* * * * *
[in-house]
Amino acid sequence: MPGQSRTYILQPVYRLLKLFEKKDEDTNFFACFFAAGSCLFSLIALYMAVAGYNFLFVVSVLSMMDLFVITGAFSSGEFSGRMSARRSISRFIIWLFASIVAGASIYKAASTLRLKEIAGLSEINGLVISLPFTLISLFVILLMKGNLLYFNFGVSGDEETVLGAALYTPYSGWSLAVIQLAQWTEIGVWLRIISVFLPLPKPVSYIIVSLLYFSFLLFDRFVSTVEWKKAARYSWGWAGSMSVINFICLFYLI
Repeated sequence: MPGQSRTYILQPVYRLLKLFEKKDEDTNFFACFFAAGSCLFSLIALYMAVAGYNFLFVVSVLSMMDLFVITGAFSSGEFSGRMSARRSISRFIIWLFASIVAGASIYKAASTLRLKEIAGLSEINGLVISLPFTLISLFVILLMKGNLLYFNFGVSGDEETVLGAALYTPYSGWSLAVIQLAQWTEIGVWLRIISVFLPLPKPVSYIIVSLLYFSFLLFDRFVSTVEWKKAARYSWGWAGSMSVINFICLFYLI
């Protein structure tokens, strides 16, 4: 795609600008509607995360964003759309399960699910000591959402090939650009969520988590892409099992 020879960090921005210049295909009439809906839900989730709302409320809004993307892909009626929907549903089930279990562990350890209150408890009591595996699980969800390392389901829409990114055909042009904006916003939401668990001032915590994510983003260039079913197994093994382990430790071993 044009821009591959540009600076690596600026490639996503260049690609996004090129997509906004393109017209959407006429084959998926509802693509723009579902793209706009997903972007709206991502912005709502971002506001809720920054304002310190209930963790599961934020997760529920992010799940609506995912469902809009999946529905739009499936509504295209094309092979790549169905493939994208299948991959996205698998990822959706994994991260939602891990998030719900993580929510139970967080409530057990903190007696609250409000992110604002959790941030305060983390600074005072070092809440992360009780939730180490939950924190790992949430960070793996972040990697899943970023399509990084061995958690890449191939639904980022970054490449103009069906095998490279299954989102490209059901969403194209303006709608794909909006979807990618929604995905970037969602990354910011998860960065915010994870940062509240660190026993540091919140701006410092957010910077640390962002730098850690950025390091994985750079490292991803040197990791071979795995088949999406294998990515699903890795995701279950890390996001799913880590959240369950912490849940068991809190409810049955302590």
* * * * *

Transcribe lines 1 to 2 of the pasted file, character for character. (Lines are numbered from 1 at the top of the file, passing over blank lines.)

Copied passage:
[in-house]
Amino acid sequence: MPGQSRTYILQPVYRLLKLFEKKDEDTNFFACFFAAGSCLFSLIALYMAVAGYNFLFVVSVLSMMDLFVITGAFSSGEFSGRMSARRSISRFIIWLFASIVAGASIYKAASTLRLKEIAGLSEINGLVISLPFTLISLFVILLMKGNLLYFNFGVSGDEETVLGAALYTPYSGWSLAVIQLAQWTEIGVWLRIISVFLPLPKPVSYIIVSLLYFSFLLFDRFVSTVEWKKAARYSWGWAGSMSVINFICLFYLI